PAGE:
Sorry!! The article you are trying to read is not available now.
Thank you very much;
you're only a step away from
downloading your reports.

The Upward Convergence of Natural Gas Will Remain Difficult to Play

By

Stay away from long-only products.

PrintPRINT
MINYANVILLE ORIGINAL

I concluded January 2011's Divergence of Crude Oil and Natural Gas Widens:
If crude oil remains strong in early 2011, as appears likely, the gap between petroleum products and natural gas will expand and certainly lead to confusion by those who believe these two energy sources should be correlated closely. If you are tempted to buy natural gas and sell crude oil as an arbitrage, donate the money to charity instead.

That, I am proud to say, came under the category of good advice; the total returns for two of the worst investment products ever created by the mind of man or beast, the US Oil Fund (USO) and US Natural Gas Fund (UNG), since that time have been -7.03% and -62.61% at the time of this writing.

However, just as the cure for high prices is high prices, the cure for low prices is low prices. The massive delivery-market discounts for natural gas -- not only for commercial and industrial users in competition with petroleum products but increasingly in utility markets in competition with coal -- will have their effects. I shudder when I see utilities abandoning coal for natural gas if for no other reason than the fact that I have seen many a natural gas price spike and have yet to see one for coal. The buy-high / sell-low crowd will lose on this switch because that is always the end result of this strategy. And as for the supply side, just wait until all of the must-drill wells from the likes of Chesapeake Energy (CHK) disappear.

Please be advised, though, that playing rising natural gas prices is not to be confused with shooting fish in a barrel, as if anyone ever has shot a fish in a barrel; this sounds like very unbalanced behavior to me. Let's take a look at the long-term return paths of the Dow Jones-UBS crude oil and natural gas indices going back to 1991. These indices are part of the broader index of long-only commodity products sold originally with the promise that they would capture a positive monthly roll yield from futures in backwardation (inversion). Right -- a $100 position in the natural gas subindex in January 1991 would have been worth $1.85 on April 19, 2012. This is equivalent to throwing your money into the caldera of an active volcano and far less entertaining.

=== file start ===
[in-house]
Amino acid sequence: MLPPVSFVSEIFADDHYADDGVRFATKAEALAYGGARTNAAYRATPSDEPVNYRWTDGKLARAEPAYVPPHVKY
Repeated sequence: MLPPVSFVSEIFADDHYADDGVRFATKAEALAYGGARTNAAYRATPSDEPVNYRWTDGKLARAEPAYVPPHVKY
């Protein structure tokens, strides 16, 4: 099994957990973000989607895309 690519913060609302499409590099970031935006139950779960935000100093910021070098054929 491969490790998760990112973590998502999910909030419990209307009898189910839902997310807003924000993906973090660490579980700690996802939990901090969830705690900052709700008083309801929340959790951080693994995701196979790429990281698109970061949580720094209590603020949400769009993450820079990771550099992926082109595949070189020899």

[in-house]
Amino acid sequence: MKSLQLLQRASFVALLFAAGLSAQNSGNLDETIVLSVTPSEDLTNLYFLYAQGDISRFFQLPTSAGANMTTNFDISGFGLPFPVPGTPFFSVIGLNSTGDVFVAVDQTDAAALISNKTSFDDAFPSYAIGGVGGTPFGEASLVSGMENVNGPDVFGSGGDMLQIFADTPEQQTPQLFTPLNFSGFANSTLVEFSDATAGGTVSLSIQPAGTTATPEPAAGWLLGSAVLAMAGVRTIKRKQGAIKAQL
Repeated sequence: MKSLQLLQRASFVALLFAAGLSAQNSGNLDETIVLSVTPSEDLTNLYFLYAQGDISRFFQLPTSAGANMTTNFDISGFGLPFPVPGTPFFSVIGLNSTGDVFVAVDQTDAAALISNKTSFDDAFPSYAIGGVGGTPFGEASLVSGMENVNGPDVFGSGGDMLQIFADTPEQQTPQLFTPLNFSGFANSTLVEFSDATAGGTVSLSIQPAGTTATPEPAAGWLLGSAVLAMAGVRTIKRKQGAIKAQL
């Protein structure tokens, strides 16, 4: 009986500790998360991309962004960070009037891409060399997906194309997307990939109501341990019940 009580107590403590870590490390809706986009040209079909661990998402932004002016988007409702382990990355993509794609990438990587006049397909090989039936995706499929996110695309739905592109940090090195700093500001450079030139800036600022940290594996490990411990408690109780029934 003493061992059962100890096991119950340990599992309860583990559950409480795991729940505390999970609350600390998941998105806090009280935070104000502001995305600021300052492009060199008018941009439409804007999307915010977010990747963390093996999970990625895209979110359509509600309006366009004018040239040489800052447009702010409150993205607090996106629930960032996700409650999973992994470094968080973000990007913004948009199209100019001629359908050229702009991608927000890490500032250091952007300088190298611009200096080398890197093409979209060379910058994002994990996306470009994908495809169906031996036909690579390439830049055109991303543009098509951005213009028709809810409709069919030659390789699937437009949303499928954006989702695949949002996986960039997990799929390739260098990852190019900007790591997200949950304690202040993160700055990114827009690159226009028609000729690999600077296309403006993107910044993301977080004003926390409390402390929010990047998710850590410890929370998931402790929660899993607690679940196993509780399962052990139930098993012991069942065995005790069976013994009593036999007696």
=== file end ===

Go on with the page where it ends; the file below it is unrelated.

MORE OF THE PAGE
What is critical to remember, though, is that natural gas was in a secular uptrend until 2008 or so. If we use the peak of the crude oil market in July 2008 as a benchmark date, that same $100 in January 1991 was worth $1,656 in crude oil but only $54 in natural gas. The spot return in natural gas over the same period was 12.0%. Restated, you lost money with a long position in a bull market by virtue of negative roll yield.

As the seasonality of natural gas in unlikely to be repealed anytime soon, the fondest wishes of the global warming crowd notwithstanding, any long position in natural gas will face the same hurdle going forward as it did between 1991 and 2008. Stay away and do not look back.
No positions in stocks mentioned.

The information on this website solely reflects the analysis of or opinion about the performance of securities and financial markets by the writers whose articles appear on the site. The views expressed by the writers are not necessarily the views of Minyanville Media, Inc. or members of its management. Nothing contained on the website is intended to constitute a recommendation or advice addressed to an individual investor or category of investors to purchase, sell or hold any security, or to take any action with respect to the prospective movement of the securities markets or to solicit the purchase or sale of any security. Any investment decisions must be made by the reader either individually or in consultation with his or her investment professional. Minyanville writers and staff may trade or hold positions in securities that are discussed in articles appearing on the website. Writers of articles are required to disclose whether they have a position in any stock or fund discussed in an article, but are not permitted to disclose the size or direction of the position. Nothing on this website is intended to solicit business of any kind for a writer's business or fund. Minyanville management and staff as well as contributing writers will not respond to emails or other communications requesting investment advice.

Copyright 2011 Minyanville Media, Inc. All Rights Reserved.

PrintPRINT
 
Featured Videos

WHAT'S POPULAR IN THE VILLE